Developed by some of the nations disproportionately affected by the climate crisis, this groundbreaking treaty will bind governments to stop expanding fossil fuels, agree a plan to phase them out, and transition fairly to clean energy. While existing international efforts have fallen short in tackling the root causes of the climate emergency, this treaty aims to provide a viable roadmap towards an end to the era of coal, oil and gas, offering a critical solution to curb climate chaos. The campaign received a big boost at COP28 when Colombia became the first oil-producing country to back the treaty.

Photo: Fossil Fuel Non-Proliferation Treaty Initiative

What’s next?

Global political support for a fossil fuel phase-out reflects progress forced by activists around the world. In 2024 we’ll be pressuring the UK’s leaders to join this conversation and do the right thing at every possible opportunity.

Demand a global exit plan from fossil fuels

Add your name to demand action from UK party leaders: endorse the Fossil Fuel Non-Proliferation Treaty and include it in your election manifestos. Let’s stop the expansion of fossil fuels and pave the way for a sustainable future.

Add your name

Trade campaign

Our trade campaigner Cleodie summarises wins and next steps towards a just global trade system.

Building momentum for a more just global trade system

Cleodie Rickard, trade campaigner

On 22 February 2024 we had a significant campaign victory as the UK government announced its withdrawal from the Energy Charter Treaty (ECT). It was the culmination of our sustained  three-year campaign, fuelled by previous years of highlighting the dangers of ‘corporate courts’, the trade deal mechanisms which allow big corporations to sue countries if they introduce policies that threaten their profits. Such triumphs don’t materialise overnight, especially in our fight against corporate dominance in the global economy. However, this win serves as a powerful reminder that change is not only possible – it’s within reach!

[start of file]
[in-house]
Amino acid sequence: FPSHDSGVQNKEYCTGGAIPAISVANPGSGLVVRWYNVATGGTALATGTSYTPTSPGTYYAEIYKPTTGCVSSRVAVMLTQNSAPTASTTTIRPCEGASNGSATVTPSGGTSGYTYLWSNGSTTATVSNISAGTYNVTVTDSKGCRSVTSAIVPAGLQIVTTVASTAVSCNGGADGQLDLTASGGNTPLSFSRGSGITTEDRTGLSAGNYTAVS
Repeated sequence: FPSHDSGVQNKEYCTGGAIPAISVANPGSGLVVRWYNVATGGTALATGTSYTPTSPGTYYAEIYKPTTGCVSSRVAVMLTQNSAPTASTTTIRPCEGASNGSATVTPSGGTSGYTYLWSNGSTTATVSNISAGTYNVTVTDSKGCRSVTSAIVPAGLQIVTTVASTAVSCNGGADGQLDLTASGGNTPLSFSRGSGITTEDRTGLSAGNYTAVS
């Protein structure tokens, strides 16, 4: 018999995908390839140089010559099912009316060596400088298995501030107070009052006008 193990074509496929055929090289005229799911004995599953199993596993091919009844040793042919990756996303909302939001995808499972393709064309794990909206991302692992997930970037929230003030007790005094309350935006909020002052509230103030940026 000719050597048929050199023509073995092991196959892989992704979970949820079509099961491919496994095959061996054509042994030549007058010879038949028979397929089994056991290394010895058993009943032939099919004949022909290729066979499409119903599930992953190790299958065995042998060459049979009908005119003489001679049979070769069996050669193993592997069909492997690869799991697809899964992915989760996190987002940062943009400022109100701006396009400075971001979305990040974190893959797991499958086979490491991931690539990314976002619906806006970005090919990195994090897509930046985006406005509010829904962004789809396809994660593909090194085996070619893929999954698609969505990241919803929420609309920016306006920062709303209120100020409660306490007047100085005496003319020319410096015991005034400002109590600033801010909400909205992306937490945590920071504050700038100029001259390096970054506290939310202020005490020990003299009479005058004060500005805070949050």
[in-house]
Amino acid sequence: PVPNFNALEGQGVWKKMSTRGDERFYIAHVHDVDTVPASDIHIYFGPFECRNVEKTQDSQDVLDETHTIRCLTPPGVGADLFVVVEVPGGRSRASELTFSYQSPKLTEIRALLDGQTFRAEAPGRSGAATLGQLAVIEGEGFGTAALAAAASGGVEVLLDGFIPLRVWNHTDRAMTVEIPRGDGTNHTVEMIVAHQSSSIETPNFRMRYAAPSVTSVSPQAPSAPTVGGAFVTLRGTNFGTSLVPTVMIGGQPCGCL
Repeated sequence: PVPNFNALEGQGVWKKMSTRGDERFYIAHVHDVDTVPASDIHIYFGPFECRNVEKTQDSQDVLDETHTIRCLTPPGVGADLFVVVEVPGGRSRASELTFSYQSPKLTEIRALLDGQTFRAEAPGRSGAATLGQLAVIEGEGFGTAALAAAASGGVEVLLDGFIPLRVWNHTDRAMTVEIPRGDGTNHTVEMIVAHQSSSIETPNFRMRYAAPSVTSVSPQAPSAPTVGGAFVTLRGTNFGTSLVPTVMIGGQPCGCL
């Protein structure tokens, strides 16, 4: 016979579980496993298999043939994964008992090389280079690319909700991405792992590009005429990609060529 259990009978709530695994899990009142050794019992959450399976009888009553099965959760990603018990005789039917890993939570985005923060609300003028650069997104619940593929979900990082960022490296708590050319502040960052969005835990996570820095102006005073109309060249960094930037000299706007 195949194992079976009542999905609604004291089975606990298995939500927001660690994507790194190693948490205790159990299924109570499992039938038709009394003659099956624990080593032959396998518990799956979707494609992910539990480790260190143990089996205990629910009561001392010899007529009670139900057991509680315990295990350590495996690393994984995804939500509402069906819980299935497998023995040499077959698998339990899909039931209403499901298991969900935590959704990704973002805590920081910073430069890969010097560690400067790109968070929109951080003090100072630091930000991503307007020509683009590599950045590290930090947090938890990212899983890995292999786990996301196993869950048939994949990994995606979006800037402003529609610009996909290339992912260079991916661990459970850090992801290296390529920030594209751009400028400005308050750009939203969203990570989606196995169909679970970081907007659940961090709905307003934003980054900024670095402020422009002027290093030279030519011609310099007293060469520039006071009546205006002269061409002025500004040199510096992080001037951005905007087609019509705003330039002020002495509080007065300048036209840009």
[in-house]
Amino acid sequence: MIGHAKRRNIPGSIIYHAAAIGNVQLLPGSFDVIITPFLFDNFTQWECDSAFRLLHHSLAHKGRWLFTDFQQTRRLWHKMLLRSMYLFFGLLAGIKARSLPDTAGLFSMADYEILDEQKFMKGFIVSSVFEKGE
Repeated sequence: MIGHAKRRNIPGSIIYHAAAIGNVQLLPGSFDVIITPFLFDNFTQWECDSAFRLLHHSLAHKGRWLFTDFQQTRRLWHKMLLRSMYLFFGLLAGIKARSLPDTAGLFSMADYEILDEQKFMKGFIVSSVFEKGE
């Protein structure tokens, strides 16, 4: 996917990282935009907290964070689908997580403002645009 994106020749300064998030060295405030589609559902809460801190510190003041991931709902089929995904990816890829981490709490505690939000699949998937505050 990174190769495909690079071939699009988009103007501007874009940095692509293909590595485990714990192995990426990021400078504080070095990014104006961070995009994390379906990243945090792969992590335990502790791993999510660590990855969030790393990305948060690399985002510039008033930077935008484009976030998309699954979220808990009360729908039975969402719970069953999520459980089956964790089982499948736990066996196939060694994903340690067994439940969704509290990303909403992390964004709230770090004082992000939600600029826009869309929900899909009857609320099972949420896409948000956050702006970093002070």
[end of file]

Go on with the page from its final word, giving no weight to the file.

Last year we focused most of our efforts on pushing the UK to leave the ECT. But we also campaigned for corporate courts to be dropped in other international trade deals and ultimately to end the corporate courts system altogether. We firmly believe that trade should work for people and the planet, not just for profit. If trade rules clash with climate goals or increase inequality, then those rules need to be rewritten – and we’ll continue our campaigning until this happens.

Securing a UK exit from the climate-wrecking Energy Charter Treaty 

Our success in defeating the Energy Charter Treaty stemmed from several key strategies since the beginning of the campaign in 2021. Firstly, we brought the issue to public attention by shedding light on the treaty’s implications through workshops, media coverage, and educational materials. Secondly, we fostered alliances and coalitions, both domestically and internationally, amplifying our advocacy efforts and building a unified front against the treaty.

In 2023, we focused on targeted lobbying of key MPs, and by June more than 60 opposition MPs had backed withdrawal from the ECT. Then in July, after pressure from us and our local activists in Scotland, the SNP publicly called on the UK government to exit the treaty, later passing a motion condemning the ECT at their conference. In September, we wrote an op-ed in the Guardian on why the UK must leave the ECT. Later that month, as MPs pushed an amendment in parliament calling for an immediate exit, the government announced a review of the UK’s membership, but only if modernisation proposals were not agreed by the end of November. Undeterred, we persisted and delivered a joint petition of 120,000 signatures to 10 Downing Street.